Looking in my mirror I saw him initiate a very quick and hurried turn around, undoubtedly expecting what looked like a sport bike from the front to run.  I was already slowing, and by the time he had gotten completely turned around I had my four way flashers on and was almost stopped on the side of the road.  When he pulled up behind me I was off the bike, had my gloves off and was taking my helmet off.  The officer was a younger man and he walked up to the other side of the bike and very politely introduced himself to me then thanked me for stopping so soon and easily!  I really didn't know what to say at that point, but he continued and asked me if I knew why he had stopped me.  I replied, "I'm sure I was going a little faster than he would like to have seen me going..." He smiled and said "76 mph."  I hung my head and said "Really?  My speedometer was showing 70, which I know is speeding (55 mph speed limit) but, well, there wasn't any traffic to speak of and this thing (pointing to the FJR) is so smooth..."  He smiled at me and I continued, "Listen, I've got a lot of respect for law enforcement and you guys have a tough job, so let me explain that my license is in my wallet, that is in this bag on the fuel tank, and my registration is in the left saddlebag.  I'm going to have to open both to get them.  But I'll open the tank bag first and let you look before I get my wallet, and I'll open the saddlebag when your ready we'll do the same thing with it.  OK?"  He smiled again and told me he just needed my license, so I did just as I said and gave it to him.

He went to his car and I stepped around to the other side of the bike and stood there a minute.  He was getting out of his car when I started to take my jacket off.  "Don't do that..." he said. "Keep your jacket on." And he handed me back my license.  "Slow it down just a bit, OK?" he went on, "We've had some deer run out in front of vehicles on this road and I just need you to slow down just a little.  You obviously know what your doing and have a good bike there, but just in case of a deer it'd be better if you were taking it a little easier."  I told him no problem and that I appreciated it and shook his hand.  Then he sat there behind me until I had gotten my helmet and gloves on, then pulled out in the road and blocked it for me while I pulled out.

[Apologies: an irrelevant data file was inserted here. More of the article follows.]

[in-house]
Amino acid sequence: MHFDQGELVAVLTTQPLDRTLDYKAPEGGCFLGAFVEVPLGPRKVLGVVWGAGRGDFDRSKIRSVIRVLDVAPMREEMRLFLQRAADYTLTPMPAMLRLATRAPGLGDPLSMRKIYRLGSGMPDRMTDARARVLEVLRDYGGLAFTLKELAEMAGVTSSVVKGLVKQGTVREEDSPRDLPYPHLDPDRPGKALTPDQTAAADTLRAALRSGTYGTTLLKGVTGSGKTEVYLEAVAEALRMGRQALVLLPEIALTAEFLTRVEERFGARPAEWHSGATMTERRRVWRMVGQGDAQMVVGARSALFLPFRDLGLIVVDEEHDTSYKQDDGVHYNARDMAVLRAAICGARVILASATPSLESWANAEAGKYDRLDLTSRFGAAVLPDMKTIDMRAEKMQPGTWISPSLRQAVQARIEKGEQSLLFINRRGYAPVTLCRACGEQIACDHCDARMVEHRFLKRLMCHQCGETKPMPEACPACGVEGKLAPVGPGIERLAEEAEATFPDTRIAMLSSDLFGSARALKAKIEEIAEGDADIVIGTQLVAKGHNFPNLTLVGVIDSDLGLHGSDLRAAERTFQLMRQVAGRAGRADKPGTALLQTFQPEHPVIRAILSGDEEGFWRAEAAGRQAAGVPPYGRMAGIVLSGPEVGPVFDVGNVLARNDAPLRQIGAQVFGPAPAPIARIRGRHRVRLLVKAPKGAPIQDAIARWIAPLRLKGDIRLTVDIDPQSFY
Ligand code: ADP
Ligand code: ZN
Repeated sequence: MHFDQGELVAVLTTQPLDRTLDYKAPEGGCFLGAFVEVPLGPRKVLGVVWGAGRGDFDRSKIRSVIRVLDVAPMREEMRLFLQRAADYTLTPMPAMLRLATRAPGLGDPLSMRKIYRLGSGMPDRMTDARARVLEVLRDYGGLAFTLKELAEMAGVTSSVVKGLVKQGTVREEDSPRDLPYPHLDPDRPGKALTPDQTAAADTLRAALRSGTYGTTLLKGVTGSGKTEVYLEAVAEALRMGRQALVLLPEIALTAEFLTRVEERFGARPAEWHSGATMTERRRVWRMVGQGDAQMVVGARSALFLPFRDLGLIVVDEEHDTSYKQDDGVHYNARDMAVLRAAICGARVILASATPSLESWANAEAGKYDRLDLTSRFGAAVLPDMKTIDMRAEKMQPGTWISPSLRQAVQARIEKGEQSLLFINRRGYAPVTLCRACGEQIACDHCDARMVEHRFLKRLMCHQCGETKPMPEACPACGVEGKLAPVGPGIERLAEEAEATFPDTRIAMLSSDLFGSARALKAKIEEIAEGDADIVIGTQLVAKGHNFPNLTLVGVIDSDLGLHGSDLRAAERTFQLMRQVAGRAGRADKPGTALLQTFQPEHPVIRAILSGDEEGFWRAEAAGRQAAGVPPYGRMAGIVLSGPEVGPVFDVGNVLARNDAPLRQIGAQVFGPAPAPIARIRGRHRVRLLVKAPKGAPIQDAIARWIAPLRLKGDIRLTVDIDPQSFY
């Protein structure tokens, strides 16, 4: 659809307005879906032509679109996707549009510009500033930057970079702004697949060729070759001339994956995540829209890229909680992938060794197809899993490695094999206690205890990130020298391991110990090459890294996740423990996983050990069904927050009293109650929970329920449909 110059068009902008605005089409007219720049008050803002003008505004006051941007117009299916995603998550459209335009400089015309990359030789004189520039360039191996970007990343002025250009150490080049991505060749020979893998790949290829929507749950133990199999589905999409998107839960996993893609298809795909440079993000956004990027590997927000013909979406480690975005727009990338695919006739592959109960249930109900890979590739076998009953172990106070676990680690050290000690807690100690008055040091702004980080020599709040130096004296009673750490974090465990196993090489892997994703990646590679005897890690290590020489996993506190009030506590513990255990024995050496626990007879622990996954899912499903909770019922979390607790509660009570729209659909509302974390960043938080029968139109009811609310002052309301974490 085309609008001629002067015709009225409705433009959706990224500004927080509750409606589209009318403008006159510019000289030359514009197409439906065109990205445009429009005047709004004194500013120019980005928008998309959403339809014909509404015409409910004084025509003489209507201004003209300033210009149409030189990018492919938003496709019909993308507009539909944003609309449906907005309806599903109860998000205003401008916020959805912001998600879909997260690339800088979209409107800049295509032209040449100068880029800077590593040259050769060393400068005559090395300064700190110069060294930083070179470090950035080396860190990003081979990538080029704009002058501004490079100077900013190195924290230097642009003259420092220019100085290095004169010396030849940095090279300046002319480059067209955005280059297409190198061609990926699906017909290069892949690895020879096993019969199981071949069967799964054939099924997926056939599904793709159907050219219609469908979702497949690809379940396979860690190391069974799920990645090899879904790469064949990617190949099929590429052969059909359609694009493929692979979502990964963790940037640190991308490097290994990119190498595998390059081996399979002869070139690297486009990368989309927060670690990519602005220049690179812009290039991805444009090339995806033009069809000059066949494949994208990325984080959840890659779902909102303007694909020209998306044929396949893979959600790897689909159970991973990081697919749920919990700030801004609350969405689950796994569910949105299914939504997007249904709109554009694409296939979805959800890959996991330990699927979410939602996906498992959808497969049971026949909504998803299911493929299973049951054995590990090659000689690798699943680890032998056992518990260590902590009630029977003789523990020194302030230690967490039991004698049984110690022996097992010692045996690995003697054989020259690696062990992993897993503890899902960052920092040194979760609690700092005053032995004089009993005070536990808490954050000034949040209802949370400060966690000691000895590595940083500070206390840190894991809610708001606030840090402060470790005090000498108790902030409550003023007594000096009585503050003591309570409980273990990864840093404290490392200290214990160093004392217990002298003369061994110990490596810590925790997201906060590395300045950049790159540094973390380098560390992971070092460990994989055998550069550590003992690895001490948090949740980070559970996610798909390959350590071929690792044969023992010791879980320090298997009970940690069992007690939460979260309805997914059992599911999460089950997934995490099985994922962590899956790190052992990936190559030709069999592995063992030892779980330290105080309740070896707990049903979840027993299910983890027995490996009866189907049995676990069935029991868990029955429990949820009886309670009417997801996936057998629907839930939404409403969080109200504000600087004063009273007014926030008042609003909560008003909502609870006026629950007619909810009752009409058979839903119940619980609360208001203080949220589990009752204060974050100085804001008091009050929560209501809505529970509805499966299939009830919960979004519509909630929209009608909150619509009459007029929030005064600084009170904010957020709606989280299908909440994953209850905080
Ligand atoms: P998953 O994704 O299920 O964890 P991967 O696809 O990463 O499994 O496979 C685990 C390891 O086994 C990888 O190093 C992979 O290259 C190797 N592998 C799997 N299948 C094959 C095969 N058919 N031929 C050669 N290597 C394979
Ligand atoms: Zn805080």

Very cool.

I did slow down, and got to Baldwin a little after 6:00 pm.  The first thing I did when I got in my room was turn on the TV and found the weather channel.  I couldn't believe what I saw.  The forecast was for high winds, rain and a strong possibility of hail and tornado's in the afternoon for most of Georgia and South Carolina.  Sumbitch.

Julie and I talked on the phone for a while and she rather strongly urged me to get up and leave very, very early so that I'd have a better chance of missing the storms.  She was obviously right and I spent the evening getting ready for an early departure.

At 5:30 am I was on the road.  I was in my rain pants and had the tank bag covered, if it started raining I was prepared.  It was still dark and to be honest going up that part of US 301 in the early morning darkness was eerie.  Now once again I found myself in need of making time, and as bad as I wanted to and had planned to continue up US 301, I turned off and headed for I-95 again.  It was still dark as I merged onto the big road and with little to no traffic on the road I felt somewhat better about it.